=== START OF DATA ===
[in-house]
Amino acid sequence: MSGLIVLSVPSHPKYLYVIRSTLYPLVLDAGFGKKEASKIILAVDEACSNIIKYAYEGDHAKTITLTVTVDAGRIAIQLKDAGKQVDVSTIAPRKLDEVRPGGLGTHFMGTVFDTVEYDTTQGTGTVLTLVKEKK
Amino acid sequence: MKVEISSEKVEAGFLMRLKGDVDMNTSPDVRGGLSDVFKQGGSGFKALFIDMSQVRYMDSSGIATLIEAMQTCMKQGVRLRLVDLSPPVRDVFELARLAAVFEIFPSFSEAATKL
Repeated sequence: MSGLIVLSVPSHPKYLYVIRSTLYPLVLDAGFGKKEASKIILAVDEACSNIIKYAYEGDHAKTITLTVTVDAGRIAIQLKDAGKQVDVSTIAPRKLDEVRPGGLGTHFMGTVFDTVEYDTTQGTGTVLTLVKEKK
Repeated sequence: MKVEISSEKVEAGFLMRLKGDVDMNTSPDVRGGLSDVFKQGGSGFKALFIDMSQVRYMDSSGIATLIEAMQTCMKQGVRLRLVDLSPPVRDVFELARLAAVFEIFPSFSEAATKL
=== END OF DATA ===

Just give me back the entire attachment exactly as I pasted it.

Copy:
[in-house]
Amino acid sequence: MSGLIVLSVPSHPKYLYVIRSTLYPLVLDAGFGKKEASKIILAVDEACSNIIKYAYEGDHAKTITLTVTVDAGRIAIQLKDAGKQVDVSTIAPRKLDEVRPGGLGTHFMGTVFDTVEYDTTQGTGTVLTLVKEKK
Amino acid sequence: MKVEISSEKVEAGFLMRLKGDVDMNTSPDVRGGLSDVFKQGGSGFKALFIDMSQVRYMDSSGIATLIEAMQTCMKQGVRLRLVDLSPPVRDVFELARLAAVFEIFPSFSEAATKL
Repeated sequence: MSGLIVLSVPSHPKYLYVIRSTLYPLVLDAGFGKKEASKIILAVDEACSNIIKYAYEGDHAKTITLTVTVDAGRIAIQLKDAGKQVDVSTIAPRKLDEVRPGGLGTHFMGTVFDTVEYDTTQGTGTVLTLVKEKK
Repeated sequence: MKVEISSEKVEAGFLMRLKGDVDMNTSPDVRGGLSDVFKQGGSGFKALFIDMSQVRYMDSSGIATLIEAMQTCMKQGVRLRLVDLSPPVRDVFELARLAAVFEIFPSFSEAATKL